Josh Goodman is a former staff writer for GOVERNING..E-mail: firstname.lastname@example.org
New York City Mayor Michael Bloomberg is running for a third term, provided that he can persuade the City Council to loosen term limits. Could that affect who he endorses in the presidential race?
Until relatively recently, it seemed fairly far-fetched that Bloomberg would actually try for another term as mayor. He'd said that he wouldn't do it. Instead, Bloomberg seemed to be mulling a run for governor in 2010.
If he had tried for governor, most of Bloomberg's support would probably have come from Republicans. David Paterson, the incumbent governor, is a Democrat. Even if Paterson decided not to run for some reason, plenty of other well-known Democrats would have considered the race, from Andrew Cuomo to Hillary Clinton.
So, Bloomberg wouldn't have had any realistic chance to be the Democratic nominee for governor of New York. His path to the governorship was as a Republican or as an independent who most Republicans (and some Democrats) supported. In that context, he's been aligning himself with Republicans in state politics by, for example, bankrolling Republican state senate candidates as part of the New York G.O.P.'s desperate attempt to keep its majority.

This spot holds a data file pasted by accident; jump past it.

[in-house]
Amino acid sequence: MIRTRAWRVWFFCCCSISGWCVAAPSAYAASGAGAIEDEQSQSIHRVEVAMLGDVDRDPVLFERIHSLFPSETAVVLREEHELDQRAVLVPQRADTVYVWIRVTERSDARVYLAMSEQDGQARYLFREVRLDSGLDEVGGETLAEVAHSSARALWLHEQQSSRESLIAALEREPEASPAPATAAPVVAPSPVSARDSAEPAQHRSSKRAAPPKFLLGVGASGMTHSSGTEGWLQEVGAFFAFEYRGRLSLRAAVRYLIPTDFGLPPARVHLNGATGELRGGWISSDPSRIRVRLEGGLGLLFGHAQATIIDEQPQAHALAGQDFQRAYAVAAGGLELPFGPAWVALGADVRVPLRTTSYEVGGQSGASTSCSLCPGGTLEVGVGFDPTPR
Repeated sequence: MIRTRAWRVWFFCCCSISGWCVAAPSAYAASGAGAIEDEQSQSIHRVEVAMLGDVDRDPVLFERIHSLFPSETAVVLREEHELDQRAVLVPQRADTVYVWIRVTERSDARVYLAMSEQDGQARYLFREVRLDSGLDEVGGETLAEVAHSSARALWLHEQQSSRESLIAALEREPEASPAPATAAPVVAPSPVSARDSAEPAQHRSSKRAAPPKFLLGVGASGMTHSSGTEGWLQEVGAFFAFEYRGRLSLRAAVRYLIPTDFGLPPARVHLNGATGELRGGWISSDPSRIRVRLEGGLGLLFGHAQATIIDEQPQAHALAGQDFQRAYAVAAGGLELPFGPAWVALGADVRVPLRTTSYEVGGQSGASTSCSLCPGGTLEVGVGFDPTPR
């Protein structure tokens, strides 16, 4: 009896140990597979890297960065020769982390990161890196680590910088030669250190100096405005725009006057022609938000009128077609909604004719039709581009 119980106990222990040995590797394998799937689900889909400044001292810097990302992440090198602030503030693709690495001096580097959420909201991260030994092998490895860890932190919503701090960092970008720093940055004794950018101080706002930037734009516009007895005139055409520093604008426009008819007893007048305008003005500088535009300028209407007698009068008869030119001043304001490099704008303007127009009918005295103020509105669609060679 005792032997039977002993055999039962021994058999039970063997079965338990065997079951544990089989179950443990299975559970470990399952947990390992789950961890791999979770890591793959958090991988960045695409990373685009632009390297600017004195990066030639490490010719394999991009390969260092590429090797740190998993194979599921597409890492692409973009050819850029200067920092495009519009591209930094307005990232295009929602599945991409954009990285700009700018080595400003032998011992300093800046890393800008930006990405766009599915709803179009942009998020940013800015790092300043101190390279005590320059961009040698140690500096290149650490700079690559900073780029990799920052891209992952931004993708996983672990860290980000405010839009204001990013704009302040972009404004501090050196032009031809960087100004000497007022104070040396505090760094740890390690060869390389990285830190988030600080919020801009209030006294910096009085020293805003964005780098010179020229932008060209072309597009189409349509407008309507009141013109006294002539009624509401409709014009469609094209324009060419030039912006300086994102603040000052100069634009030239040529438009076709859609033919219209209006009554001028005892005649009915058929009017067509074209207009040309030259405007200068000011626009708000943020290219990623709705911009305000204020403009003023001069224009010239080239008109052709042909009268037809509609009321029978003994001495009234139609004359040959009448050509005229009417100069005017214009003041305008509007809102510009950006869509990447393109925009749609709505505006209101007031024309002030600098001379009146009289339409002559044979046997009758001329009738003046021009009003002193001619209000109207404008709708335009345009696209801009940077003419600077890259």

Whether Republicans would have accepted Bloomberg as their nominee only a few years after he left their party isn't clear to me. Perhaps it wasn't clear to Bloomberg either, which is why he may turned his attention back to a third term as mayor.
What does all of this have to do with a presidential endorsement?
If Bloomberg were trying to be the 2010 Republican gubernatorial nominee -- or, if not that, then at least someone Republican voters statewide were willing to support -- endorsing McCain would make a good bit of sense. At the very least, Bloomberg would probably want to stay neutral, instead of endorsing Obama.
Now? Bloomberg is trying to run for reelection in a city that is overwhelmingly Democratic -- far more so than New York state as a whole. Bloomberg's problem isn't with Republicans in New York City (who else are they going to support?), but with making sure he wins enough Democratic votes.
So, if Bloomberg is thinking exclusively about his own self-interest, he's now more likely to endorse Obama. Maintaining neutrality is also still a safe option.
All of this is more important for the Bloombergologists of the world -- those of us who are intrigued by the twists and turns of Michael Bloomberg's political career -- than it is to the outcome of the presidential election. One reason Bloomberg's independent presidential bid sputtered is that he lacks a large national following.
New York, New Jersey and Connecticut, the places that know Bloomberg best, are all safe Democratic states. I'm willing to guess that the Obama campaign cares a lot more about winning endorsements from Colin Powell and Chuck Hagel than it does about Bloomberg.
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